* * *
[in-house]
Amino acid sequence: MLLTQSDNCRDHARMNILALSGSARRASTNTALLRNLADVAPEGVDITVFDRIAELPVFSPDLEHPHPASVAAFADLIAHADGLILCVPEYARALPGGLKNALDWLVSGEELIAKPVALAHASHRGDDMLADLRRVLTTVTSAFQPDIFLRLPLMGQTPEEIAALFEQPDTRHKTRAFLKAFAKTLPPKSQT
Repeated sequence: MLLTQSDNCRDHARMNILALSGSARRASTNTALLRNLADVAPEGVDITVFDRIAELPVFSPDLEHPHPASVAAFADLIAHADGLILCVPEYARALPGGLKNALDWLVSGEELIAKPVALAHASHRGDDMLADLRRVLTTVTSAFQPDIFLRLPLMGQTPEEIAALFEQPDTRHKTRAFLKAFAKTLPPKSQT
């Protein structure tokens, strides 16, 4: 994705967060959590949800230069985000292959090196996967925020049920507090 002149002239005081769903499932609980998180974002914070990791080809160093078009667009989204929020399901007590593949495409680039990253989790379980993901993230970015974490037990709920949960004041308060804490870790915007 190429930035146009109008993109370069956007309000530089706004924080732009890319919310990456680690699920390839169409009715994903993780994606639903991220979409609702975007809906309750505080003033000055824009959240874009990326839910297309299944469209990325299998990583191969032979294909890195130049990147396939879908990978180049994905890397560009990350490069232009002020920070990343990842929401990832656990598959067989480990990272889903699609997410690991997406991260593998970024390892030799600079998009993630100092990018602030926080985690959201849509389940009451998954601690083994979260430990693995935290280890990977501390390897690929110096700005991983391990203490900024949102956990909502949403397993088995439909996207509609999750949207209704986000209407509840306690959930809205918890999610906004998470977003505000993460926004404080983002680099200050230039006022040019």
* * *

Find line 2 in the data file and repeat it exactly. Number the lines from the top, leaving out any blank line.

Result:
Amino acid sequence: MLLTQSDNCRDHARMNILALSGSARRASTNTALLRNLADVAPEGVDITVFDRIAELPVFSPDLEHPHPASVAAFADLIAHADGLILCVPEYARALPGGLKNALDWLVSGEELIAKPVALAHASHRGDDMLADLRRVLTTVTSAFQPDIFLRLPLMGQTPEEIAALFEQPDTRHKTRAFLKAFAKTLPPKSQT